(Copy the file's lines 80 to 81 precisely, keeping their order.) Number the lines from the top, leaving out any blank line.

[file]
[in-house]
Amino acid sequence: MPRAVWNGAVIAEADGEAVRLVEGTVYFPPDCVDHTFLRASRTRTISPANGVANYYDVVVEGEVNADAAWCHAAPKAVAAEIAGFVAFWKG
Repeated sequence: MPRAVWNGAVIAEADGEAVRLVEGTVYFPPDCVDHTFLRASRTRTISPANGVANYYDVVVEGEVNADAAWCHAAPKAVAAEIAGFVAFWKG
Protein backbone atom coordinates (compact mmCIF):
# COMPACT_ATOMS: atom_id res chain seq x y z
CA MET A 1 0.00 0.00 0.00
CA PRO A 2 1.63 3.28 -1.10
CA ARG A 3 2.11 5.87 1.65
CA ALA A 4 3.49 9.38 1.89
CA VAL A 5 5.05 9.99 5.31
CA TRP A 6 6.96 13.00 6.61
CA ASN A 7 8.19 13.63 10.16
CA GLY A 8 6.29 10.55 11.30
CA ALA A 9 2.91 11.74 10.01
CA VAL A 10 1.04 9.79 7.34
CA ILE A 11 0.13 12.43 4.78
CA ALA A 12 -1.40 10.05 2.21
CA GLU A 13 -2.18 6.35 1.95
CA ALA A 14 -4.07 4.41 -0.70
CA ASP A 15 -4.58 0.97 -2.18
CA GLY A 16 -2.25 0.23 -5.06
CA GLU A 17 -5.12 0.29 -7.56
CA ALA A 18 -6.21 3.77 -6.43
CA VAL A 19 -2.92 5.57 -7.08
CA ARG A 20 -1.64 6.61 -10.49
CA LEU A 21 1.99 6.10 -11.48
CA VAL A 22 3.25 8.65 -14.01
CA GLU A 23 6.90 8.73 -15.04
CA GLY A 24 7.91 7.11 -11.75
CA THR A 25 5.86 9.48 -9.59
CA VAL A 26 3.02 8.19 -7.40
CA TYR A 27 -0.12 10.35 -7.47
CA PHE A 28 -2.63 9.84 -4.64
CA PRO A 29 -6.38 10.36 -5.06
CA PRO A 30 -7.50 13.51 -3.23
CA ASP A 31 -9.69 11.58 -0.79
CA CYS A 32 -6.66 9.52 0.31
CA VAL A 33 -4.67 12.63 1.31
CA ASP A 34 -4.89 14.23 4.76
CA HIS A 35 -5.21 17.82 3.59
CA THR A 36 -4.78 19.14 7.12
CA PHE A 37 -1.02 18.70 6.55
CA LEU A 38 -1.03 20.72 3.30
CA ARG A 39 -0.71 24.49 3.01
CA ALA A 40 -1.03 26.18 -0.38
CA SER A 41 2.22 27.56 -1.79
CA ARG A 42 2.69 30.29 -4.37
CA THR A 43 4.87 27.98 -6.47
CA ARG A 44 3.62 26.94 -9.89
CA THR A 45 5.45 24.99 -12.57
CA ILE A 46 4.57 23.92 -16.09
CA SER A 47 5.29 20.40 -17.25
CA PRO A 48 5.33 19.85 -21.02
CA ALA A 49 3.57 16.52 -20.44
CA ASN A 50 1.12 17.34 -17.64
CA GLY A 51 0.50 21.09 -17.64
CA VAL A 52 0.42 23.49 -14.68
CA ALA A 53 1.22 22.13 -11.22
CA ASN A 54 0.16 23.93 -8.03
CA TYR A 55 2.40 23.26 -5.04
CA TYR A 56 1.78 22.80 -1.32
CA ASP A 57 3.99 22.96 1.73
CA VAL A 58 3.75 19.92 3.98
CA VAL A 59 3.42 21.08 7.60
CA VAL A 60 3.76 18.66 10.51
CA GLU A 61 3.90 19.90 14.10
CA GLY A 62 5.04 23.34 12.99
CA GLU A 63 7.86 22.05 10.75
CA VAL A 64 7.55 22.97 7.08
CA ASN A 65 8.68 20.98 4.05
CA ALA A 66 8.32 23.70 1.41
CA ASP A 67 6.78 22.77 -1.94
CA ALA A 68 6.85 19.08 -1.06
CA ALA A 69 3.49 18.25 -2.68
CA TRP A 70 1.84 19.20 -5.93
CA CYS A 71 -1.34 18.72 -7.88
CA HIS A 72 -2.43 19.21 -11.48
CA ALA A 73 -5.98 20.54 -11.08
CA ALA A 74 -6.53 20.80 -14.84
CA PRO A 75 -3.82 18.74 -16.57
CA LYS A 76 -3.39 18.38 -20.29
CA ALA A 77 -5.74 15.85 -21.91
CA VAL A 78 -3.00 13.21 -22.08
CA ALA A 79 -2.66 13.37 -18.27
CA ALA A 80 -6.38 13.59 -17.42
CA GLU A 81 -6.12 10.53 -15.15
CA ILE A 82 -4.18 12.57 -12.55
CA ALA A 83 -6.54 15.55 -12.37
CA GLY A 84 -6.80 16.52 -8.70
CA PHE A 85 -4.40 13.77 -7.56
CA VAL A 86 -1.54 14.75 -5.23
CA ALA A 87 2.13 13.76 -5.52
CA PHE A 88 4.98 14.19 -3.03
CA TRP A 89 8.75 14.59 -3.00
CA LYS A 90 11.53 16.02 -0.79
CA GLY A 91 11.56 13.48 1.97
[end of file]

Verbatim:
CA PRO A 75 -3.82 18.74 -16.57
CA LYS A 76 -3.39 18.38 -20.29